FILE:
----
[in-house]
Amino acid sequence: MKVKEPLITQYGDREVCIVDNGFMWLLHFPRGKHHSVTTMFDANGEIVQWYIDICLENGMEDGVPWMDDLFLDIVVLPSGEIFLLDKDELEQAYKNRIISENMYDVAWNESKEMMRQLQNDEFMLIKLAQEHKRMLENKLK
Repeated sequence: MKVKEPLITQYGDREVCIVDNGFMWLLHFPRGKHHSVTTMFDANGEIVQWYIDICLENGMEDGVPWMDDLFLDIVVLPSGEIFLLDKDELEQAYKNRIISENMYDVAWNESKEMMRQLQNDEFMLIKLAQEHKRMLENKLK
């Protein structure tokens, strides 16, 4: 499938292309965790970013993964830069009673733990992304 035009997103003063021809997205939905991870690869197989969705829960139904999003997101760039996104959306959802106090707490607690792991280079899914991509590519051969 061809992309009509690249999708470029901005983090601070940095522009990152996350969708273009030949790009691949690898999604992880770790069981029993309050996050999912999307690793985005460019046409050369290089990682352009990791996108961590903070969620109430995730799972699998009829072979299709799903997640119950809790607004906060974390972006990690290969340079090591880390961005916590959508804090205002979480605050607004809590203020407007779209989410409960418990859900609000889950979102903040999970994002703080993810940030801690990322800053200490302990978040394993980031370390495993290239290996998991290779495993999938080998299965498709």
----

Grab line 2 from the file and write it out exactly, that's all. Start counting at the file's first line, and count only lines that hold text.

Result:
Amino acid sequence: MKVKEPLITQYGDREVCIVDNGFMWLLHFPRGKHHSVTTMFDANGEIVQWYIDICLENGMEDGVPWMDDLFLDIVVLPSGEIFLLDKDELEQAYKNRIISENMYDVAWNESKEMMRQLQNDEFMLIKLAQEHKRMLENKLK